It would seem the Los Angeles Lakers will have their choice between Oklahoma State's Marcus Smart and Kentucky's Julius Randle with the No. 7 pick.
According to Bleacher Report's Kevin Ding, the Purple and Gold have had Smart in for a second workout, which usually indicates a heightened interest.
In Chad Ford of ESPN.com's latest mock draft, he has Smart landing in Los Angeles as well. It's a perfect fit. Smart is known for his competitiveness and drive to succeed. Those intangibles, coupled with his on-court versatility make him the ideal player to learn from Kobe Bryant and take the torch once the Black Mamba is ready to hang up his sneakers.
According to Baxter Holmes of The Boston Globe, one Eastern Conference scout said, "He just has every intangible you’d ever want."
The only potential blemish on Smart's reputation is his run-in with an unruly fan as a sophomore this past season. As expected, teams asked him about the situation. Here's how Smart summed up his answers to inquisitive general managers:
I told them that’s something that happened that’s in the past. I’m not proud of it. But I’m trying to move on from that. I’ve got bigger and better things I’m looking forward to in my life. If I’m too busy looking in the past, how can I see what’s in front of me with the future?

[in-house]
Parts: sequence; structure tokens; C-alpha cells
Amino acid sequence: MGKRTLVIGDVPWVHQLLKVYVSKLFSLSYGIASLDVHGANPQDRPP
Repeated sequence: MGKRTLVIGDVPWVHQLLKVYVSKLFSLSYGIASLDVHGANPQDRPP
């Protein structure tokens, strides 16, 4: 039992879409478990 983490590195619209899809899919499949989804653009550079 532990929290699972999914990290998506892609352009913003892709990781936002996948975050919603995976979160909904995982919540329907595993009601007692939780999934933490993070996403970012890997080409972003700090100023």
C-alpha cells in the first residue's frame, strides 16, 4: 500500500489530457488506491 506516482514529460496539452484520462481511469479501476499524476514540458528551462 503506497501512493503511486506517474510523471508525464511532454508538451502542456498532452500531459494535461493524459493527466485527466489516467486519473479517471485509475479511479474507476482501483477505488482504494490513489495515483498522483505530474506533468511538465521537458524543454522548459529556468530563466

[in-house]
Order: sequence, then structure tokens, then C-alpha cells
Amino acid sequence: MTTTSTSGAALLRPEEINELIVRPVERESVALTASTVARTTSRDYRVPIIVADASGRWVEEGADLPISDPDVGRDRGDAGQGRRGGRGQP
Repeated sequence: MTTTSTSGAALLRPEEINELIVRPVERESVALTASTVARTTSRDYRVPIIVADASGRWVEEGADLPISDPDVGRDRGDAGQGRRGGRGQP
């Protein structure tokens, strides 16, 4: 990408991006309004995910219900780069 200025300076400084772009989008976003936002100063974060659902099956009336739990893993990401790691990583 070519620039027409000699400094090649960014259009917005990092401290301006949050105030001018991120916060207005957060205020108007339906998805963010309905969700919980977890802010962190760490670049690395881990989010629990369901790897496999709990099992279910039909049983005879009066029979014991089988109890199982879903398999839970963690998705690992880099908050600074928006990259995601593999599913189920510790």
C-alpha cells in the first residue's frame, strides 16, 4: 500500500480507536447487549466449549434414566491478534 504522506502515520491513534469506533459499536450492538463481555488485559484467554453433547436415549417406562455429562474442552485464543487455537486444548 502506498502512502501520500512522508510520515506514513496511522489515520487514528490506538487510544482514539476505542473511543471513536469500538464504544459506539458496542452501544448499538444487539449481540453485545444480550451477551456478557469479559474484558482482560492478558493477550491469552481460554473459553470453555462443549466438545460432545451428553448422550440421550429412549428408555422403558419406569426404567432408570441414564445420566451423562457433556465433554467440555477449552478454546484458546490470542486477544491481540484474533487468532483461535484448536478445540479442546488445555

That future may very well be alongside Bryant in the Lakers' backcourt. No one in L.A. should be surprised if the Lake Show makes Smart their selection.
Randle was also reportedly impressive in his workout with the Lakers. The decision could and should come down to which player best fits the team's future. Bigs are hard to come by, but so are natural-born leaders.
Don't Bet on Doug McDermott Being a Laker
Per Ford, the Lakers have unsuccessfully tried to get the Creighton star in for a workout.
Perhaps McDermott's camp knows the Lakers aren't seriously interested in drafting him at No. 7, thus the workout could be pointless. At this stage of the process, senseless workouts can do more harm than good.
Kansas' Joel Embiid suffered a foot injury in his workout, and he's almost certain to fall at least four spots in the first round. A player could simply perform poorly as well.
As news of that performance spreads, it could negatively impact a prospect's stock. In other words, McDermott is smart to avoid auditioning for a part he likely has no chance of landing.
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